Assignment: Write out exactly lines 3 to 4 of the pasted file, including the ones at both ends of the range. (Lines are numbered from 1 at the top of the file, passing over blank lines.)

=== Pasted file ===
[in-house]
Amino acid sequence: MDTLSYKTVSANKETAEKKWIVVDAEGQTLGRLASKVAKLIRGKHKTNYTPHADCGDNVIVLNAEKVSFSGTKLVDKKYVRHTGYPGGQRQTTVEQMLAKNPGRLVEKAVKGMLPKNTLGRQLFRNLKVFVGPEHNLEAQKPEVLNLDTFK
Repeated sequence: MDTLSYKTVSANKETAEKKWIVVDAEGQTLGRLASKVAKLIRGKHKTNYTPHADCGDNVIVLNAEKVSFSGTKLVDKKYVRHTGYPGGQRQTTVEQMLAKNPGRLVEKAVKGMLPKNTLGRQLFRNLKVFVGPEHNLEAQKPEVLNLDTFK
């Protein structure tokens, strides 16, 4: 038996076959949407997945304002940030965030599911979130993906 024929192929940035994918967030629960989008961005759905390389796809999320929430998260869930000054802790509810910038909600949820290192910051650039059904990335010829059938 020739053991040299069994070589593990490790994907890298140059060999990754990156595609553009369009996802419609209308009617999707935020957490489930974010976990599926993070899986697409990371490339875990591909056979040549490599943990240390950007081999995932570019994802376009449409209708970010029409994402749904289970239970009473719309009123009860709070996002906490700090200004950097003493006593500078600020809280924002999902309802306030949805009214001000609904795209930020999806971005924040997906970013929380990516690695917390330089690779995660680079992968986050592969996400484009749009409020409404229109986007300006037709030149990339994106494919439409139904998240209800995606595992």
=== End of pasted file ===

Repeated sequence: MDTLSYKTVSANKETAEKKWIVVDAEGQTLGRLASKVAKLIRGKHKTNYTPHADCGDNVIVLNAEKVSFSGTKLVDKKYVRHTGYPGGQRQTTVEQMLAKNPGRLVEKAVKGMLPKNTLGRQLFRNLKVFVGPEHNLEAQKPEVLNLDTFK
């Protein structure tokens, strides 16, 4: 038996076959949407997945304002940030965030599911979130993906 024929192929940035994918967030629960989008961005759905390389796809999320929430998260869930000054802790509810910038909600949820290192910051650039059904990335010829059938 020739053991040299069994070589593990490790994907890298140059060999990754990156595609553009369009996802419609209308009617999707935020957490489930974010976990599926993070899986697409990371490339875990591909056979040549490599943990240390950007081999995932570019994802376009449409209708970010029409994402749904289970239970009473719309009123009860709070996002906490700090200004950097003493006593500078600020809280924002999902309802306030949805009214001000609904795209930020999806971005924040997906970013929380990516690695917390330089690779995660680079992968986050592969996400484009749009409020409404229109986007300006037709030149990339994106494919439409139904998240209800995606595992």